“Ya, I know. You just woke me up.
I started work at 5 a. m. this morning
And I didn’t get home until ten last night.
Talk to you some other time.”
As I say “Good bye”, I remember,
My first born walked away from his family
Years ago and had not returned.
Longing to have him home again
Floods my heart as time passes on
While my life has answered my question.
© 1992 Eleanor F. (nee Johansson) Gamarsh is a mother, crafter, writer and multi-media artist. She lives with her husband Fred in Gardner, Massachusetts. She participates in GALA’s Open Mic Poetry Readings, exhibits her art, and has contributed poetry to a published book Inspirations and Expressions 2012. Her poems have appeared in her local newspaper, the Gardner News, and her essay “On Mother’s Day Gifts” was featured on the front page in May, 2016.
Uncle Mortimer had a theory there’s nothing sacred
which he set out to prove.
Ate his way like a weevil
through family business law church the Masons and three
wives before I got to know him.
I don’t trust you
Uncle Mortimer I said and he said I had good reason,
laughing and returning my pewter ashtray from
his pocket to the table. Don’t turn your back he said
I like you.
Then get your hand out of my crotch I said,
Is nothing sacred?
I suppose that you’re inviolate?
Very nearly I said at least selective.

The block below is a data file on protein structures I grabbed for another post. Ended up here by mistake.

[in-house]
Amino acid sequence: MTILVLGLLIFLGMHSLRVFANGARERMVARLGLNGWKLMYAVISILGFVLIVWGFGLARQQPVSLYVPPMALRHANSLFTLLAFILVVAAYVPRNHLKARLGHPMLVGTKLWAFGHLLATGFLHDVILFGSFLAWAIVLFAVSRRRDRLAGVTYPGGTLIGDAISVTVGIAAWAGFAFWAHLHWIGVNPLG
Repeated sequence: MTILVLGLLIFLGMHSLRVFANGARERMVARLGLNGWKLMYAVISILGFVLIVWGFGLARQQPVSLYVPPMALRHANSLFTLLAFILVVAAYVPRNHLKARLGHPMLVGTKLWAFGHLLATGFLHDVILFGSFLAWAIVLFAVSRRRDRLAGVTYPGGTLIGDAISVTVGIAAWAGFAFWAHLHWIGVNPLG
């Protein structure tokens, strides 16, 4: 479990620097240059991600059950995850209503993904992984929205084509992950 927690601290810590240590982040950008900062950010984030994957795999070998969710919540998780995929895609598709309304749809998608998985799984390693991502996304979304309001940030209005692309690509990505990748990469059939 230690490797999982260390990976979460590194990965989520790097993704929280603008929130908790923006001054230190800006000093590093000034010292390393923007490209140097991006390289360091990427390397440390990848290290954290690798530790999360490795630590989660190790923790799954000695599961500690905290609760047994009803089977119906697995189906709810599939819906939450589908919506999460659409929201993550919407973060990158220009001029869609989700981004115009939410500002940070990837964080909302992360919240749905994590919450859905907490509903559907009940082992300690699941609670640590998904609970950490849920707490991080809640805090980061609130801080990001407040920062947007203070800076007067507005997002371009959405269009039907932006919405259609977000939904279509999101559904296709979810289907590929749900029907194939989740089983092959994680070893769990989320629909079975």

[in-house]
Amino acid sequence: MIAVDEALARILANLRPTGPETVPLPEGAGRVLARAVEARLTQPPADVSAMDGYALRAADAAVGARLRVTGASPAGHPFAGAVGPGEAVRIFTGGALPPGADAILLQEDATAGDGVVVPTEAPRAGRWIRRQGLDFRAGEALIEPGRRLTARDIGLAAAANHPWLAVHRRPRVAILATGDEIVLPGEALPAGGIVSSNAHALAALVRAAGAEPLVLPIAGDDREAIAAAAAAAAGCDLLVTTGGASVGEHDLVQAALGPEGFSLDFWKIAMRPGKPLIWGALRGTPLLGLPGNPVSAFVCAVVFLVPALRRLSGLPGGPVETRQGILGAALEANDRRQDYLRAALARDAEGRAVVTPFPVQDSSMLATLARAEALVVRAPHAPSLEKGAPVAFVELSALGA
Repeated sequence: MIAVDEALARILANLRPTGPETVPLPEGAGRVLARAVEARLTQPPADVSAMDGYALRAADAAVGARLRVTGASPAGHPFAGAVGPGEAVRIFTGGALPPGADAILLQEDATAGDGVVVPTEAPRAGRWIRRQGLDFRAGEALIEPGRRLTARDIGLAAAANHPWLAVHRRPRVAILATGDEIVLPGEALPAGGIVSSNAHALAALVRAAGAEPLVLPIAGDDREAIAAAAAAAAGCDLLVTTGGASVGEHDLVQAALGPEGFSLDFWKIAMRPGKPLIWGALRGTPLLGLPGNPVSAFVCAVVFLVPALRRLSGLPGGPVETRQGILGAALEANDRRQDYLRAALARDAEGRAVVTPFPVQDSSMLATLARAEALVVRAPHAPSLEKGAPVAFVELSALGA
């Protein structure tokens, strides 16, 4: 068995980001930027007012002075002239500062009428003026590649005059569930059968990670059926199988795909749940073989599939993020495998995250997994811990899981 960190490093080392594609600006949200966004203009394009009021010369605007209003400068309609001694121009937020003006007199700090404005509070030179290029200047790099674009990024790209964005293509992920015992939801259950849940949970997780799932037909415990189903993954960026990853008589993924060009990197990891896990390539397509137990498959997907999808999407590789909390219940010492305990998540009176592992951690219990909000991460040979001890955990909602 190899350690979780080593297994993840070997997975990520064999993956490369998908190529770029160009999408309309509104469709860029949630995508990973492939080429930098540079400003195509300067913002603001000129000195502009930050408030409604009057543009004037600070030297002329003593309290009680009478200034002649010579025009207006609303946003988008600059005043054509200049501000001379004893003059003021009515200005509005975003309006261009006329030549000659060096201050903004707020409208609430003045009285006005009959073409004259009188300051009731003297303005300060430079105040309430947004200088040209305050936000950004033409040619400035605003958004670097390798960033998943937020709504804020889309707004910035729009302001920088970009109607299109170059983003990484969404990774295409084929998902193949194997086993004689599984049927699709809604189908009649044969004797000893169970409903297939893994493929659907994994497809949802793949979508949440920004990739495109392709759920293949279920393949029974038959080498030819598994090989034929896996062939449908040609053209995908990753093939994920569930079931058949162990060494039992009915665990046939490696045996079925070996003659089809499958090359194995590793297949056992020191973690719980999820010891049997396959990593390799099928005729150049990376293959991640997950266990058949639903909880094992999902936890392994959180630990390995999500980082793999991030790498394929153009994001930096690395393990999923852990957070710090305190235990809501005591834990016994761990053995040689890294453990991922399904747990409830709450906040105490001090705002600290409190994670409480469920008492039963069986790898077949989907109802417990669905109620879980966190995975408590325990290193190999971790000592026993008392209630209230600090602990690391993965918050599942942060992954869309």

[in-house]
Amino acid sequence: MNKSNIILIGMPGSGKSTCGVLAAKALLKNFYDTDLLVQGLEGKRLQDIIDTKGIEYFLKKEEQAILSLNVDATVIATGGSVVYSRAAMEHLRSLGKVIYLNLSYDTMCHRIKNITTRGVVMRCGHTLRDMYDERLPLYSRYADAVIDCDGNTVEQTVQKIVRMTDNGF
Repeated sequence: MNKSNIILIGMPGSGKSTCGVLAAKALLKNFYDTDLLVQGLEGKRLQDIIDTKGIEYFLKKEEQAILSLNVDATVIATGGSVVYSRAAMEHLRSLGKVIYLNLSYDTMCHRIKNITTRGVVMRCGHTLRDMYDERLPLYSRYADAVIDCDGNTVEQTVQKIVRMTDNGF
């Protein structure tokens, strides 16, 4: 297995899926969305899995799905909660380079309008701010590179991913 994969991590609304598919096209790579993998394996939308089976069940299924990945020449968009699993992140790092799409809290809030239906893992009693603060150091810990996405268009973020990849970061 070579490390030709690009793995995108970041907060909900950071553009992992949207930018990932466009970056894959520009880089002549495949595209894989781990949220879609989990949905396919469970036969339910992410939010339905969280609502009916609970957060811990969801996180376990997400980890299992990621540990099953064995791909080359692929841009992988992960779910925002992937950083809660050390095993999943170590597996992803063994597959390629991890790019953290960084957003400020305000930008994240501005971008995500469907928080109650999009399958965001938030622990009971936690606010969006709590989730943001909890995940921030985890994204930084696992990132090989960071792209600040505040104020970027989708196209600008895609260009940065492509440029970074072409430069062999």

Uncle Mortimer philosophically are all
subjective you show me any real reason to
refrain from anything or for that matter to
do anything I’ll show you a game the rules
like fences in your head Blake’s mind-forged manacles
he said blowing his nose on a flag he carried for that
I couldn’t live without those fences I told him.
More likely you couldn’t die I have nothing to die for.
People are always making contracts you poets for instance
twist everything you want to say to make it fit
some arbitrary form people are always building
altars to sacrifice their Isaacs on people
are always organizing clubs to keep other
people out of always drawing boundaries
saying MINE well property is theft if you
really want to end war crime racism injustice
just remember one man’s sacred cow is another’s
It won’t work I said.
Well you just tell me
What does? You think if we just keep on pulling up
and putting in fences we’ll finally get it right?
what about your theory nothing’s sacred? I
What about it?
I mean suppose it’s wrong
suppose I went over to that bureau drawer and pulled
out something sacred and you saw it and knew right then
it really was?
He watched me warily.
I said I wouldn’t I don’t trust you and besides
the bureau drawer’s not where I keep it but suppose.
You’re lying! he screamed
and clutched his sacred theory close.
I don’t trust you! he screamed
and fled into the night.
[Judson Jerome was an internationally-renown poet whose work was featured in many literary journals at home and abroad. For years, he wrote a column on poetry for Writer’s Digest. In 1973, he retired to live with his family in a rural commune, from which he continued to be involved in free-lance writing, speaking and publishing through Trunk Press. Jerome died in 1991. The featured poem in the public domain, is published with Jerome’s permission, May 1977.]